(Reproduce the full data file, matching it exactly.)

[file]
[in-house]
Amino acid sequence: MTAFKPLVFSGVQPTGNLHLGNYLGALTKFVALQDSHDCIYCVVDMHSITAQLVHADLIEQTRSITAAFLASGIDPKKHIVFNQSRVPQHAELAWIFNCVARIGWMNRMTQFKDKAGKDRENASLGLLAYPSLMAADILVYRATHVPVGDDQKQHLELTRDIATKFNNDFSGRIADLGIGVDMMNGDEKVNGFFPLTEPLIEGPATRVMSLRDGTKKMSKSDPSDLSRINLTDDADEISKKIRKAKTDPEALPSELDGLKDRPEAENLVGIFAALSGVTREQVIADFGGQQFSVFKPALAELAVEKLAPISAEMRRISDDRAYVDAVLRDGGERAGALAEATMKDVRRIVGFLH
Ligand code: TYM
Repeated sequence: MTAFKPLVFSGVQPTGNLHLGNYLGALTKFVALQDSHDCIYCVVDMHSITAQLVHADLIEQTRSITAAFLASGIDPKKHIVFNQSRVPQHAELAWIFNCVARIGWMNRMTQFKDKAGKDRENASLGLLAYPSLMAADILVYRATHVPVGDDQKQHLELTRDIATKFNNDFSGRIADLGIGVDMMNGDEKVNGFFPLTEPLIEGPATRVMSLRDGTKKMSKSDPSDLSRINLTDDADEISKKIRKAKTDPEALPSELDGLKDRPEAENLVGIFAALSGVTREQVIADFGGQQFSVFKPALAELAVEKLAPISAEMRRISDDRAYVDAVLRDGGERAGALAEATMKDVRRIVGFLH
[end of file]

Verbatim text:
[in-house]
Amino acid sequence: MTAFKPLVFSGVQPTGNLHLGNYLGALTKFVALQDSHDCIYCVVDMHSITAQLVHADLIEQTRSITAAFLASGIDPKKHIVFNQSRVPQHAELAWIFNCVARIGWMNRMTQFKDKAGKDRENASLGLLAYPSLMAADILVYRATHVPVGDDQKQHLELTRDIATKFNNDFSGRIADLGIGVDMMNGDEKVNGFFPLTEPLIEGPATRVMSLRDGTKKMSKSDPSDLSRINLTDDADEISKKIRKAKTDPEALPSELDGLKDRPEAENLVGIFAALSGVTREQVIADFGGQQFSVFKPALAELAVEKLAPISAEMRRISDDRAYVDAVLRDGGERAGALAEATMKDVRRIVGFLH
Ligand code: TYM
Repeated sequence: MTAFKPLVFSGVQPTGNLHLGNYLGALTKFVALQDSHDCIYCVVDMHSITAQLVHADLIEQTRSITAAFLASGIDPKKHIVFNQSRVPQHAELAWIFNCVARIGWMNRMTQFKDKAGKDRENASLGLLAYPSLMAADILVYRATHVPVGDDQKQHLELTRDIATKFNNDFSGRIADLGIGVDMMNGDEKVNGFFPLTEPLIEGPATRVMSLRDGTKKMSKSDPSDLSRINLTDDADEISKKIRKAKTDPEALPSELDGLKDRPEAENLVGIFAALSGVTREQVIADFGGQQFSVFKPALAELAVEKLAPISAEMRRISDDRAYVDAVLRDGGERAGALAEATMKDVRRIVGFLH